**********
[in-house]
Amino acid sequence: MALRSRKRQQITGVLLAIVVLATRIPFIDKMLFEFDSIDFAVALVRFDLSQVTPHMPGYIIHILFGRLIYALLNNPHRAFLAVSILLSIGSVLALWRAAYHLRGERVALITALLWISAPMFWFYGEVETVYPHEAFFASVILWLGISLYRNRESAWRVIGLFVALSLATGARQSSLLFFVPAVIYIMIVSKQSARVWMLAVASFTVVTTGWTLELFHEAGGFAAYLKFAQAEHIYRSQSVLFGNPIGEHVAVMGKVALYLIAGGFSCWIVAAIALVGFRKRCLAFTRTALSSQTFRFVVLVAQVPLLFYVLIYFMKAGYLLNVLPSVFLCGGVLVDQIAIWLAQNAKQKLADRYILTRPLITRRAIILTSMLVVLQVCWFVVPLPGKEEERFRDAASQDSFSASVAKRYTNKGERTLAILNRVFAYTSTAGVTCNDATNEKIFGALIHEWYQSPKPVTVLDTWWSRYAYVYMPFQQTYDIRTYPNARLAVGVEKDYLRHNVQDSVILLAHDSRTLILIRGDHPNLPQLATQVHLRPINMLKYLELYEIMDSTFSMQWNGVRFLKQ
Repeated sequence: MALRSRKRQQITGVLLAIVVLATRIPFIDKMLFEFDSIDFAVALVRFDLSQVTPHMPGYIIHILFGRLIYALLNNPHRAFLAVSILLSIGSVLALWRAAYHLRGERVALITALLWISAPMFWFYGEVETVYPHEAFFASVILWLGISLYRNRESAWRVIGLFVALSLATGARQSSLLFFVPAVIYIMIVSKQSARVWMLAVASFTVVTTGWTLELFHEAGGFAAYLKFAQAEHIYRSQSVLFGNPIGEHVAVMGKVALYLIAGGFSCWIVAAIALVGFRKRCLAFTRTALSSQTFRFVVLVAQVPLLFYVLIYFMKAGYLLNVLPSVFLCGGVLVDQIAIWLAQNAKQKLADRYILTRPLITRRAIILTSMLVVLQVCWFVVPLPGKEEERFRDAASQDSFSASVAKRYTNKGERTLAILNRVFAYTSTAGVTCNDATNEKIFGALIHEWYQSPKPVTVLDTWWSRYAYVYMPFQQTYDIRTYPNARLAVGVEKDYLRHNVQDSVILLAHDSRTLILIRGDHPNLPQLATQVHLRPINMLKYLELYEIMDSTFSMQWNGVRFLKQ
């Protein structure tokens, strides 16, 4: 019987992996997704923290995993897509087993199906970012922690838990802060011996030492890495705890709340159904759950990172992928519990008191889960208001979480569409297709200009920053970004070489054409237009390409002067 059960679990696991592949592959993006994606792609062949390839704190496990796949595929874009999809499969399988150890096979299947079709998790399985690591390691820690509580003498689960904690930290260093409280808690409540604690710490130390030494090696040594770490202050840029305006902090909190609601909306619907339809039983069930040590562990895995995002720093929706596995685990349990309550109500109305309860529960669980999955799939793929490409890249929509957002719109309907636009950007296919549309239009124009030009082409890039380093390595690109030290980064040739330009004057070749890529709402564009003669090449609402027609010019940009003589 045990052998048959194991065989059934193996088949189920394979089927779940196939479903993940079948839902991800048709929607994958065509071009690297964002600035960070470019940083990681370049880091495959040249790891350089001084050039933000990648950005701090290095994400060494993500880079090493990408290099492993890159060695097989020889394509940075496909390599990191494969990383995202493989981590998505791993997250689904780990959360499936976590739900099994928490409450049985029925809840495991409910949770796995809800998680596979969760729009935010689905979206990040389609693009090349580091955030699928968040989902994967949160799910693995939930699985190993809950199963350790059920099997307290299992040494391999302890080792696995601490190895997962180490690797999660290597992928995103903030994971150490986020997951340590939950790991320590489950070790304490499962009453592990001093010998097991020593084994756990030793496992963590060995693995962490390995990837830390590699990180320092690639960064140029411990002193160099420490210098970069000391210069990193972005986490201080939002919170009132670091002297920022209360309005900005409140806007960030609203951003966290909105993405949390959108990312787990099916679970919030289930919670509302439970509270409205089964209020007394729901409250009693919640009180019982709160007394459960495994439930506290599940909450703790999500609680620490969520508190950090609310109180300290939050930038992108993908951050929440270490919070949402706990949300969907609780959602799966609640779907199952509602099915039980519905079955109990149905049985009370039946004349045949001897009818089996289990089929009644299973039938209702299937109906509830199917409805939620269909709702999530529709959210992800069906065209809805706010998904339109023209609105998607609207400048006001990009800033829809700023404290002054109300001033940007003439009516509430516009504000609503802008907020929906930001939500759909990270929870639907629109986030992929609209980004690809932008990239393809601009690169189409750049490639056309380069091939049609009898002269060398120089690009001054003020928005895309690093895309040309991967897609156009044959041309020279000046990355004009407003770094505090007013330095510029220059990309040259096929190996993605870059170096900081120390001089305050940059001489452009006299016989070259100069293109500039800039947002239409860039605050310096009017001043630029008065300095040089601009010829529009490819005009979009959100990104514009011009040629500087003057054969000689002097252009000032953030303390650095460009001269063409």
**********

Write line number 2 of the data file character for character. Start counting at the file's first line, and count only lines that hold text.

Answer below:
Amino acid sequence: MALRSRKRQQITGVLLAIVVLATRIPFIDKMLFEFDSIDFAVALVRFDLSQVTPHMPGYIIHILFGRLIYALLNNPHRAFLAVSILLSIGSVLALWRAAYHLRGERVALITALLWISAPMFWFYGEVETVYPHEAFFASVILWLGISLYRNRESAWRVIGLFVALSLATGARQSSLLFFVPAVIYIMIVSKQSARVWMLAVASFTVVTTGWTLELFHEAGGFAAYLKFAQAEHIYRSQSVLFGNPIGEHVAVMGKVALYLIAGGFSCWIVAAIALVGFRKRCLAFTRTALSSQTFRFVVLVAQVPLLFYVLIYFMKAGYLLNVLPSVFLCGGVLVDQIAIWLAQNAKQKLADRYILTRPLITRRAIILTSMLVVLQVCWFVVPLPGKEEERFRDAASQDSFSASVAKRYTNKGERTLAILNRVFAYTSTAGVTCNDATNEKIFGALIHEWYQSPKPVTVLDTWWSRYAYVYMPFQQTYDIRTYPNARLAVGVEKDYLRHNVQDSVILLAHDSRTLILIRGDHPNLPQLATQVHLRPINMLKYLELYEIMDSTFSMQWNGVRFLKQ